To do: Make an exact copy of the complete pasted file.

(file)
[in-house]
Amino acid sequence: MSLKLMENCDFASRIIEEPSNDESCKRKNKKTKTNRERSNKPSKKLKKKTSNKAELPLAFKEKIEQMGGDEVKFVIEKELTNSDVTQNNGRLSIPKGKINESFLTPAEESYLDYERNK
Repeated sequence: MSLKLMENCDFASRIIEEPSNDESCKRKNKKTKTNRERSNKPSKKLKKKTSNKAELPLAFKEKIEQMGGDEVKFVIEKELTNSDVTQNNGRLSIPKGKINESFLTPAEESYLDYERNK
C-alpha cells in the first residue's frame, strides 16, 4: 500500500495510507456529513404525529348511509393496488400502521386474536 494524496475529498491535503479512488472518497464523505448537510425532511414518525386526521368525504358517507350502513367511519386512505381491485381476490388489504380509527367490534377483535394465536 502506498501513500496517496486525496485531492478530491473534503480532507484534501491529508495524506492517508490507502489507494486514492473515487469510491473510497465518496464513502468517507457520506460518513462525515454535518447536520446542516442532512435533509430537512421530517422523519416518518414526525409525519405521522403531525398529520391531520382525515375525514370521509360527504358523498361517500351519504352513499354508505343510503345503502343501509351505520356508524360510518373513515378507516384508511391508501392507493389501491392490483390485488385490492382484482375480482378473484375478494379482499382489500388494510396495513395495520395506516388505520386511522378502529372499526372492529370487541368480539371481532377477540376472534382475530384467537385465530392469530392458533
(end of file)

[in-house]
Amino acid sequence: MSLKLMENCDFASRIIEEPSNDESCKRKNKKTKTNRERSNKPSKKLKKKTSNKAELPLAFKEKIEQMGGDEVKFVIEKELTNSDVTQNNGRLSIPKGKINESFLTPAEESYLDYERNK
Repeated sequence: MSLKLMENCDFASRIIEEPSNDESCKRKNKKTKTNRERSNKPSKKLKKKTSNKAELPLAFKEKIEQMGGDEVKFVIEKELTNSDVTQNNGRLSIPKGKINESFLTPAEESYLDYERNK
C-alpha cells in the first residue's frame, strides 16, 4: 500500500495510507456529513404525529348511509393496488400502521386474536 494524496475529498491535503479512488472518497464523505448537510425532511414518525386526521368525504358517507350502513367511519386512505381491485381476490388489504380509527367490534377483535394465536 502506498501513500496517496486525496485531492478530491473534503480532507484534501491529508495524506492517508490507502489507494486514492473515487469510491473510497465518496464513502468517507457520506460518513462525515454535518447536520446542516442532512435533509430537512421530517422523519416518518414526525409525519405521522403531525398529520391531520382525515375525514370521509360527504358523498361517500351519504352513499354508505343510503345503502343501509351505520356508524360510518373513515378507516384508511391508501392507493389501491392490483390485488385490492382484482375480482378473484375478494379482499382489500388494510396495513395495520395506516388505520386511522378502529372499526372492529370487541368480539371481532377477540376472534382475530384467537385465530392469530392458533